• increasing our long-range strike capability including through the manufacture of missiles and ordnance in Australia;
  • increasing the capability of our northern bases allowing them to be a platform for our projection;
  • translating innovative new technologies into operational service rapidly;
  • investing in our Defence Force personnel so that we can retain and ultimately grow our Defence Force; and
  • building our defence relationships with our nearest neighbours, particularly those countries in the Pacific.

The Defence Strategic Review and the Government’s response to it is providing our Defence Force with clear direction for a new strategic posture.

The most significant of these priorities is Australia acquiring a conventionally-armed, nuclear-powered submarine capability under the banner of AUKUS.

The AUKUS partnership was put in place by the former government and it is to their credit.

But in coming to office a year ago there was no pathway in place to achieve this capability. Today the pathway now exists.

It is realistic and steady and achievable. It will see Australia grow a capacity to operate nuclear-powered submarines out of HMAS Stirling in Western Australia. And it will see us develop the industrial capacity to build nuclear-powered submarines at the Osborne naval shipyard in Adelaide.

Australia will acquire the first of our own flagged submarines in the early 2030s, a full decade earlier than the expectation this time last year.  

And all of this will be affordable, costing our country about 0.15 per cent of GDP in the context of a defence budget which is currently just over 2 per cent of GDP and growing.

Acquiring nuclear-powered submarines will represent the single biggest leap in Australia’s military capability since the end of the Second World War. It will mean that we become just one of seven countries with the ability to operate nuclear-powered submarines. We have never before existed in such elite company when it comes to military capability.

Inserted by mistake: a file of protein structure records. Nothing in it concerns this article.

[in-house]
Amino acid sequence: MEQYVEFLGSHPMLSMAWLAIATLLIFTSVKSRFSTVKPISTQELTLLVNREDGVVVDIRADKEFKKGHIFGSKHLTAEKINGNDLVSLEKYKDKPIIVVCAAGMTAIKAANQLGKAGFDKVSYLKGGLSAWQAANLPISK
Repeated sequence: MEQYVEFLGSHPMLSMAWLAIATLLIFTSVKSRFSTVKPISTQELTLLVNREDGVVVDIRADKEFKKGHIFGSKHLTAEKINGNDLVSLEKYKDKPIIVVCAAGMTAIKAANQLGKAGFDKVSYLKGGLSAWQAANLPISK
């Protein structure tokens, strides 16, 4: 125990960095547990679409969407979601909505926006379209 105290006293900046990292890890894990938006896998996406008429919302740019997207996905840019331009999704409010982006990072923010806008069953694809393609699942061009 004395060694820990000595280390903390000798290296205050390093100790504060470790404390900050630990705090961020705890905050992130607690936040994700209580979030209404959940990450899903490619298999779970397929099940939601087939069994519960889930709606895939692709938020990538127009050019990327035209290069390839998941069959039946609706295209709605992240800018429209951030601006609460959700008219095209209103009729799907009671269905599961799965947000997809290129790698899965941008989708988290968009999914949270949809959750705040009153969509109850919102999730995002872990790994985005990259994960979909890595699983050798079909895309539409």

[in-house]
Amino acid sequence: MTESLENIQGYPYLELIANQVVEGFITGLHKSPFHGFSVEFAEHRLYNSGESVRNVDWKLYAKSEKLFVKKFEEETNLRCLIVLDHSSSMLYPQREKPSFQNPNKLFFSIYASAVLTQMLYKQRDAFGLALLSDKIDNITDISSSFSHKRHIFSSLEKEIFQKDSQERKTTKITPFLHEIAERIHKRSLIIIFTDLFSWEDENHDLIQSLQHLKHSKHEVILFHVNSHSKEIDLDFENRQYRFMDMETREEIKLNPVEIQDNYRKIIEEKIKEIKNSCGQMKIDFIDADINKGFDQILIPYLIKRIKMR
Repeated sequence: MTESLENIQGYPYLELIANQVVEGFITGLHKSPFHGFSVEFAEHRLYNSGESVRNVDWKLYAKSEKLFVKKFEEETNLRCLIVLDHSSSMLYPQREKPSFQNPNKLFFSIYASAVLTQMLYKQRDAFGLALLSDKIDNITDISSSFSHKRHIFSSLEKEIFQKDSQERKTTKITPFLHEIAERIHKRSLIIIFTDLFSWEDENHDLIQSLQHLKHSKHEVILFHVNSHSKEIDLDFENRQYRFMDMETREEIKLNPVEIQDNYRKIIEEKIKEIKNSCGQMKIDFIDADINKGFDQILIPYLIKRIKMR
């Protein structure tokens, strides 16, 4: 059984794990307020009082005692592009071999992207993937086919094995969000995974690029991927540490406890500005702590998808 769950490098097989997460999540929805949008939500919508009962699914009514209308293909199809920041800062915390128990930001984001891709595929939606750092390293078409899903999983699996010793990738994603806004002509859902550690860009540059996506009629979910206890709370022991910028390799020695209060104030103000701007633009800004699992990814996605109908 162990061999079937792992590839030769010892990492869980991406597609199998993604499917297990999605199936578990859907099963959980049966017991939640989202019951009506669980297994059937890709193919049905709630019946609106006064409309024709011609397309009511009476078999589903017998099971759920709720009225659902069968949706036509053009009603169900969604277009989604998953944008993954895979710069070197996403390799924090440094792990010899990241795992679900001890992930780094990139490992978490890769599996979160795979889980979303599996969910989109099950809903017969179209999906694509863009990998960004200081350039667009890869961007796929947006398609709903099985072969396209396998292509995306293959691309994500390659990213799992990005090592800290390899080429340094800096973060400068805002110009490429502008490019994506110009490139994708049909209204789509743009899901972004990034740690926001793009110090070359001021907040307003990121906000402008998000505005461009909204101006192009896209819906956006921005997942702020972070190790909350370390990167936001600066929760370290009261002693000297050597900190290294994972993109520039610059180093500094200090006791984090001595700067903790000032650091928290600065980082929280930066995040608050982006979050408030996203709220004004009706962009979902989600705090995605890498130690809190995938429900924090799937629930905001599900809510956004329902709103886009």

This will transform the potency of the Australian Defence Force. This advanced technology, and the unmatched stealth and operational capability that comes with it will enable us to hold any adversary at risk further from our shores, and in the process give pause for thought for any adversary seeking to disrupt our national interests.

At last year’s election Labor committed to defence spending on the same trajectory of growth as that which had been established by the former government. Within that spending envelope, we reserved the right to reprioritise programs according to need.

This has involved making very difficult decisions to ensure a much greater quality in our defence spend. And over the next four years this will enable us to fund the six priorities within the Defence Strategic Review as a result of a reprioritisation of $7.8 billion.

And over the next 10 years our defence spending will need to grow even more. In the Budget, we provided for additional funding that will see Defence spending grow 0.2 per cent of GDP higher by the end of the decade beyond the growth trajectory that we inherited. This is a significant increase in Australia’s defence budget being delivered by a Labor government.

A key part of the complex world in which we live today is that it is one which no longer has a binary divide between war and peace. The grey zone of contest is much larger today than at any point in history. And this makes the decision around the size of defence spending far more complicated than in the past.

To navigate this decision requires an excellent conversation between Finance and Treasury on the one hand, and the national security portfolios on the other. This needs to happen at a political level. But it also needs to happen at a bureaucratic level.

Finance and Treasury scrutinise the Federal Budget to ensure that public money is spent in the highest quality way. Defence needs this as much as any other area of government. So, in stark contrast to the former government we have unashamedly exposed Defence to all the fiscal disciplines which apply to all other areas of government spending.

At the same time it is essential that Finance and Treasury are exposed to all the dimensions of our strategic circumstances. As the guardians of our national purse they need to be aware of all the strategic threats our nation faces.